The Musorgsky Reader: A Life of Modeste Petrovich Musorgsky in Letters and Documents

By Jay Leyda; Sergei Bertensson et al. | Go to book overview
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12. An Inscription on the Manuscript of Impromptu Passionné

Dedicated to Nadezhda Petrovna Opochinina To the memory of Beltov and Liuba,41

1 October 1859


13. To MILI BALAKIREV

DEAREST ONE,

Neither Sofia Ivanovna nor you could have thought up anything better. We all await you with impatience. Maman asks me to tell you that "you are very nice and arrange everything beautifully." Yesterday we saw Alexander and Nikolai Stasov; they told us about the return [from abroad] of Dmitri, who has brought back a lot of interesting stuff.--If I am able to find out by tomorrow morning from Vladimir whether they will be home in the evening, that would be fine, and in any case we have promised to be at their place on Sunday. Bring Schumann, I am thirsty for work.

Till we meet, Mili, expecting you tomorrow.

Your MODESTE

Thursday, 8 October [1859]

Enthusiast

In the autumn of 1859, I again encountered him at the house of S. A. Ivanovsky, an assistant professor at the Academy [of Medicine] and doctor at the Artillery School. Musorgsky had already left the service. He had grown much more manly and rather stouter in appearance; the flavor of a foppish army officer had disappeared. The elegance in dress, manner, etc., was the same as before but not the slightest trace of dandyism remained. We were introduced, but at once we recognized each other, and recalled our first meeting at Popov's. Musorgsky declared that he had left the service in order to "devote himself entirely to music, as it was impossible to combine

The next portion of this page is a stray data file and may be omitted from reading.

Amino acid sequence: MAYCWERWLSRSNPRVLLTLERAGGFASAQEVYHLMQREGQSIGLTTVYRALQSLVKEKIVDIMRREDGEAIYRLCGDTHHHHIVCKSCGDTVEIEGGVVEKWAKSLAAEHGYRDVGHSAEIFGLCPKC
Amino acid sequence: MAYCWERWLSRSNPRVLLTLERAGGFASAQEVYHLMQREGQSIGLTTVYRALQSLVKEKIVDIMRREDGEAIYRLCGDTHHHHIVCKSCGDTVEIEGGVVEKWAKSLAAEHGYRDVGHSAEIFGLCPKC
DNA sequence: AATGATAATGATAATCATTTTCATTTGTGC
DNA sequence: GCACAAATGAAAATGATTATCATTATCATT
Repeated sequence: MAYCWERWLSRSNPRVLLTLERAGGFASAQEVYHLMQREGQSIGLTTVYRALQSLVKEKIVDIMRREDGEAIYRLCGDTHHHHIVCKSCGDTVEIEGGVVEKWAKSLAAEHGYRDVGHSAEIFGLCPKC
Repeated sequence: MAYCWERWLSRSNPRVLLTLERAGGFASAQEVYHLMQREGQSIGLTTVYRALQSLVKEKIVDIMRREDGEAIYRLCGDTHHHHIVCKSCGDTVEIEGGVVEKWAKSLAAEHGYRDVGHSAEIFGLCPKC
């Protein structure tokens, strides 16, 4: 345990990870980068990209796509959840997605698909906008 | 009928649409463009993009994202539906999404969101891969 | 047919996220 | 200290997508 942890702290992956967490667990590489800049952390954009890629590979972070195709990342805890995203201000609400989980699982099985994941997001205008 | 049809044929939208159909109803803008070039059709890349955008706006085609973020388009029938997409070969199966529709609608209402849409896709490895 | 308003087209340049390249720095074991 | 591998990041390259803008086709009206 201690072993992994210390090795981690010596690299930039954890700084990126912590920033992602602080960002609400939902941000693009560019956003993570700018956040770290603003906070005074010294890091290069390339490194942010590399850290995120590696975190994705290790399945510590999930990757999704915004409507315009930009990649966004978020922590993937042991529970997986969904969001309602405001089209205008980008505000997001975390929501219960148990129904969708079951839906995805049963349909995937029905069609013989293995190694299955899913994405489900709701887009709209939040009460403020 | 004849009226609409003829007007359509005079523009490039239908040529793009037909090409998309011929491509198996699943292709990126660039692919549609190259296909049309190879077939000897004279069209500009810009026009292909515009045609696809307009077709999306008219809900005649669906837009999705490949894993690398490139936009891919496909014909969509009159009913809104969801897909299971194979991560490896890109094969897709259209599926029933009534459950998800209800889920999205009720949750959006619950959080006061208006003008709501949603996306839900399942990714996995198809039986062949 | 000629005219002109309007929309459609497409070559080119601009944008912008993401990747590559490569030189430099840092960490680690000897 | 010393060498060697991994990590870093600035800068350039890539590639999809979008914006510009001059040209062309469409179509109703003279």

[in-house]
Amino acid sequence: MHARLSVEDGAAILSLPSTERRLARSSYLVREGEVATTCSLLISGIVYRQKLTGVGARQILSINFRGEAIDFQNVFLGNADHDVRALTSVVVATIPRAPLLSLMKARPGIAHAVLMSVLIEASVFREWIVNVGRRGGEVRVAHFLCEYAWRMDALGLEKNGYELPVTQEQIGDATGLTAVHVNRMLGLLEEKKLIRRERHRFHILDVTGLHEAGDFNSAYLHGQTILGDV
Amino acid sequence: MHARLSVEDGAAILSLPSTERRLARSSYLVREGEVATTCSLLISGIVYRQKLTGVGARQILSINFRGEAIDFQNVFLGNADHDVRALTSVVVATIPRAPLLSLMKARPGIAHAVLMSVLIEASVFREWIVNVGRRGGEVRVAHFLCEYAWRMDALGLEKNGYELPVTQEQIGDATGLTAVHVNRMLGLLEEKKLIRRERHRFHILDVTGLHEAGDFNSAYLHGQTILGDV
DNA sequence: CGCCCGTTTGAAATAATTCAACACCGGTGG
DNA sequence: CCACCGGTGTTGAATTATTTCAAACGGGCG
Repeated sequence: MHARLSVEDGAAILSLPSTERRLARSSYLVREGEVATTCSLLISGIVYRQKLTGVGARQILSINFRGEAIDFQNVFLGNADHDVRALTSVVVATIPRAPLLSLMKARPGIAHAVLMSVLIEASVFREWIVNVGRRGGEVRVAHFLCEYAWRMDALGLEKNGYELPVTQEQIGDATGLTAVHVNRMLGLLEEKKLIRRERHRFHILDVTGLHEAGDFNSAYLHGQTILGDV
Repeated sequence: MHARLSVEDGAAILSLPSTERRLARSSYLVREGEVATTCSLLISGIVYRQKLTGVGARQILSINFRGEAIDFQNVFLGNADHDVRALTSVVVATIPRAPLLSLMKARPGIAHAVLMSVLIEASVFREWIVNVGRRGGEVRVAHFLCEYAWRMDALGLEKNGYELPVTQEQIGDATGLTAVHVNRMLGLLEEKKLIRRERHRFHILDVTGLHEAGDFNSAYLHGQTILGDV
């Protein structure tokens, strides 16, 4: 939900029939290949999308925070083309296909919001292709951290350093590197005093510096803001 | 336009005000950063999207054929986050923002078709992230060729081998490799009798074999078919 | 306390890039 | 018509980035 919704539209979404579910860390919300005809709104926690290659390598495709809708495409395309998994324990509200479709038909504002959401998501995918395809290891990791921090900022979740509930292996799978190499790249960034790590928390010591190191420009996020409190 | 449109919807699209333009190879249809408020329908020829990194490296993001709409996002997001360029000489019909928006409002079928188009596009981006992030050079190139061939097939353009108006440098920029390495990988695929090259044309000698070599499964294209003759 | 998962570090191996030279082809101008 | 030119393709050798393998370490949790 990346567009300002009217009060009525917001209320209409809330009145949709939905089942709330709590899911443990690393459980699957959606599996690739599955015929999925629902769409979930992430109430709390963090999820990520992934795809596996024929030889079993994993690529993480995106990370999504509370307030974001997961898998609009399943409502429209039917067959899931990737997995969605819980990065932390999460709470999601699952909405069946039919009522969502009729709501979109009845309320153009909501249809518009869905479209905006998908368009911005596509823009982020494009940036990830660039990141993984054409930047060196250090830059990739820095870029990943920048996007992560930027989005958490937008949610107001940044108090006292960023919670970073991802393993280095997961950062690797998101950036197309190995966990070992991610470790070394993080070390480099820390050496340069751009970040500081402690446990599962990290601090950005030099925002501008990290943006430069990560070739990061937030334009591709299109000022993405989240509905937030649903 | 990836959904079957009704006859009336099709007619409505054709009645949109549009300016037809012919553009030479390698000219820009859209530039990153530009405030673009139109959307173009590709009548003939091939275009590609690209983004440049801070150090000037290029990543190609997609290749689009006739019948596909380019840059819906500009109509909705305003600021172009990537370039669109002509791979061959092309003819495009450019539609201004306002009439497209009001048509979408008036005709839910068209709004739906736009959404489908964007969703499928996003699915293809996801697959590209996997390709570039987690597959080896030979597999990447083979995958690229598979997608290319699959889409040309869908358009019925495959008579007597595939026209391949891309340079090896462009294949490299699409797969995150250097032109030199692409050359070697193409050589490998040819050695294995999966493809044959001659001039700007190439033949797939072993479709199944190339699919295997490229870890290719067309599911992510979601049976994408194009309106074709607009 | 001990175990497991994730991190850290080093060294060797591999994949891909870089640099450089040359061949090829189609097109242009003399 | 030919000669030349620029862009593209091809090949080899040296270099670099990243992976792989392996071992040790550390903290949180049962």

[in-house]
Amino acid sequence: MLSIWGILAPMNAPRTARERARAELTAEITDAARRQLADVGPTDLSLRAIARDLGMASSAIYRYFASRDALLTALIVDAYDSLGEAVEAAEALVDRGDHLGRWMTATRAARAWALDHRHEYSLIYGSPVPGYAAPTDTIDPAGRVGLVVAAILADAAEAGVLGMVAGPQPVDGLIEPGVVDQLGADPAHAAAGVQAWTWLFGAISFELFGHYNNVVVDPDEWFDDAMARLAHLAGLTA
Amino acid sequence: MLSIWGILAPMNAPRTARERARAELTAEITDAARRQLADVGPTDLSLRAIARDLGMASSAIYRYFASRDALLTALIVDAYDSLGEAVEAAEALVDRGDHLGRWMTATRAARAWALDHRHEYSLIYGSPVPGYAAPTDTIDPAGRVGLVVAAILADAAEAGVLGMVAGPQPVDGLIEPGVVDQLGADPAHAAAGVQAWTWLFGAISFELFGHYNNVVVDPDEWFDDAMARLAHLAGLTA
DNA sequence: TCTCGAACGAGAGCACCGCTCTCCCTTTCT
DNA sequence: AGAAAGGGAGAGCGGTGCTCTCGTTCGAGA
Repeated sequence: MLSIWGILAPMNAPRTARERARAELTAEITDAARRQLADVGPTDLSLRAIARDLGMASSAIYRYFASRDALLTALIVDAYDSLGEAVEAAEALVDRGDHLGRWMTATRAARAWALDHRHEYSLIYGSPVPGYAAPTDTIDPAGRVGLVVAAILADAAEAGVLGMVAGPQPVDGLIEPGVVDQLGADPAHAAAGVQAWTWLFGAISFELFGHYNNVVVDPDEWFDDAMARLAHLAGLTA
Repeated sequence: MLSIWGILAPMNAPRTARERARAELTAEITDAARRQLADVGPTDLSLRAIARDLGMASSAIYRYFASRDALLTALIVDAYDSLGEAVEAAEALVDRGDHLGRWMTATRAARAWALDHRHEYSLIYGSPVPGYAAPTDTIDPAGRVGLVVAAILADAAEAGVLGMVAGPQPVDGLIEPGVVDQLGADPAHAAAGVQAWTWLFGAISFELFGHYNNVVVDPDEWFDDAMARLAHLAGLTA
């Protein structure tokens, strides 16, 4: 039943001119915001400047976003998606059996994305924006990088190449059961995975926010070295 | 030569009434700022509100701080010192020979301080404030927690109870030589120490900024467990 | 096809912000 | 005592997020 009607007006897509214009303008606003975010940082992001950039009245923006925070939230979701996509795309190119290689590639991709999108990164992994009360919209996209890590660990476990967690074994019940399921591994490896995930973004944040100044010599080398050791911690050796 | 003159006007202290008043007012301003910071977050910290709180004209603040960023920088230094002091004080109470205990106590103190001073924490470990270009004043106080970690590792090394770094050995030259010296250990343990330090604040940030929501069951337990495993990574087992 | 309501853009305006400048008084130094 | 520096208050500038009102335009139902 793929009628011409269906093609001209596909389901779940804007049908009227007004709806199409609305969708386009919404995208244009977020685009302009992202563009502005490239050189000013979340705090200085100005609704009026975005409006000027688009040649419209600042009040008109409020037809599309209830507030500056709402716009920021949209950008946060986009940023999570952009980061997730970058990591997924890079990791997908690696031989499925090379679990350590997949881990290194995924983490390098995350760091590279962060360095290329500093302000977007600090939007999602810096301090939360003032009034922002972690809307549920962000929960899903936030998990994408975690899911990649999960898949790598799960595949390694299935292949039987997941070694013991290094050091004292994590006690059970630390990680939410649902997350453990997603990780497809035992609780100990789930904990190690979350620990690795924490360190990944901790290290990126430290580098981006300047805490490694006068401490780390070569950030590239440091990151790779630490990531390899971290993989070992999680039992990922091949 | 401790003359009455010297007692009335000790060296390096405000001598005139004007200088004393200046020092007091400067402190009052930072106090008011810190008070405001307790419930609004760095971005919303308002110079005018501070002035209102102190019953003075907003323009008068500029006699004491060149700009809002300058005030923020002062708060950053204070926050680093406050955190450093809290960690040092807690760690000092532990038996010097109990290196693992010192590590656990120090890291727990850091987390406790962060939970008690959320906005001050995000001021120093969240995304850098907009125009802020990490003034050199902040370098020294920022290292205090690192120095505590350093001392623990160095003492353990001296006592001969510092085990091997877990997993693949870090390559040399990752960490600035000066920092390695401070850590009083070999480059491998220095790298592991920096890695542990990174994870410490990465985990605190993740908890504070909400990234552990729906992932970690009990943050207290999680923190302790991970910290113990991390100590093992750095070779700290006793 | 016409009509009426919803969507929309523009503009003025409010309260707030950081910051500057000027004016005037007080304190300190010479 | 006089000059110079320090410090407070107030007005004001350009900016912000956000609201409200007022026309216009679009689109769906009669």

____________________
41
The hero and heroine of Alexander Herzen tendentious novel Who Is to Blame? "Beltov . . . is disappointed with life and with himself, until Liuba, by her avowal of love and the kiss she gives him, enlightens him as to the meaning of his existence, which, however, can never find its fulfillment, for Liuba belongs to another man, who is his best friend." Oskar von Riesemann, Moussorgsky ( New York, Knopf, 1929) p. 45.

This is the earliest of the very few documents in evidence of Musorgsky's intimacy with Nadezhda Petrovna Opochinina.

-19-

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